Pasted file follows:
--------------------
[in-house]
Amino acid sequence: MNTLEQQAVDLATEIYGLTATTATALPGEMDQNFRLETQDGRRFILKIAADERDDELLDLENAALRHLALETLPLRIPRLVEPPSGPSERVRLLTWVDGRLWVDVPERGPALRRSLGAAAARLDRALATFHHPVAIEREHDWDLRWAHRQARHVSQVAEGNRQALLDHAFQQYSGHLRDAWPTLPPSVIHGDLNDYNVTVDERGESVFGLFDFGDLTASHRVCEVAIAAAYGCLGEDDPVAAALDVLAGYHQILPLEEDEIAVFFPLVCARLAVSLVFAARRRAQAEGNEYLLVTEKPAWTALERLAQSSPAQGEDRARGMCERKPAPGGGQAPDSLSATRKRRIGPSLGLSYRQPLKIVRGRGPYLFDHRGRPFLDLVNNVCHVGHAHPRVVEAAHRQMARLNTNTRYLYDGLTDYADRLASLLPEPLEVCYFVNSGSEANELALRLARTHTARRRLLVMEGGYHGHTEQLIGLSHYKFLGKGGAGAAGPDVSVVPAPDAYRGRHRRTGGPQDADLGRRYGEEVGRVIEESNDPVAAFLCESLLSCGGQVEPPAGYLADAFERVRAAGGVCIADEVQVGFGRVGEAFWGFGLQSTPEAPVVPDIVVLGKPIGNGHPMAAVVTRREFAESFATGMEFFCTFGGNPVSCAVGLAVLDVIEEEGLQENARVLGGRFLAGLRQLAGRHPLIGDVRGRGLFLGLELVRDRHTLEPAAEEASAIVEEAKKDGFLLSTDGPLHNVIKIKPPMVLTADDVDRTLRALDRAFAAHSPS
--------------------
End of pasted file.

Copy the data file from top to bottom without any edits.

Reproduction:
[in-house]
Amino acid sequence: MNTLEQQAVDLATEIYGLTATTATALPGEMDQNFRLETQDGRRFILKIAADERDDELLDLENAALRHLALETLPLRIPRLVEPPSGPSERVRLLTWVDGRLWVDVPERGPALRRSLGAAAARLDRALATFHHPVAIEREHDWDLRWAHRQARHVSQVAEGNRQALLDHAFQQYSGHLRDAWPTLPPSVIHGDLNDYNVTVDERGESVFGLFDFGDLTASHRVCEVAIAAAYGCLGEDDPVAAALDVLAGYHQILPLEEDEIAVFFPLVCARLAVSLVFAARRRAQAEGNEYLLVTEKPAWTALERLAQSSPAQGEDRARGMCERKPAPGGGQAPDSLSATRKRRIGPSLGLSYRQPLKIVRGRGPYLFDHRGRPFLDLVNNVCHVGHAHPRVVEAAHRQMARLNTNTRYLYDGLTDYADRLASLLPEPLEVCYFVNSGSEANELALRLARTHTARRRLLVMEGGYHGHTEQLIGLSHYKFLGKGGAGAAGPDVSVVPAPDAYRGRHRRTGGPQDADLGRRYGEEVGRVIEESNDPVAAFLCESLLSCGGQVEPPAGYLADAFERVRAAGGVCIADEVQVGFGRVGEAFWGFGLQSTPEAPVVPDIVVLGKPIGNGHPMAAVVTRREFAESFATGMEFFCTFGGNPVSCAVGLAVLDVIEEEGLQENARVLGGRFLAGLRQLAGRHPLIGDVRGRGLFLGLELVRDRHTLEPAAEEASAIVEEAKKDGFLLSTDGPLHNVIKIKPPMVLTADDVDRTLRALDRAFAAHSPS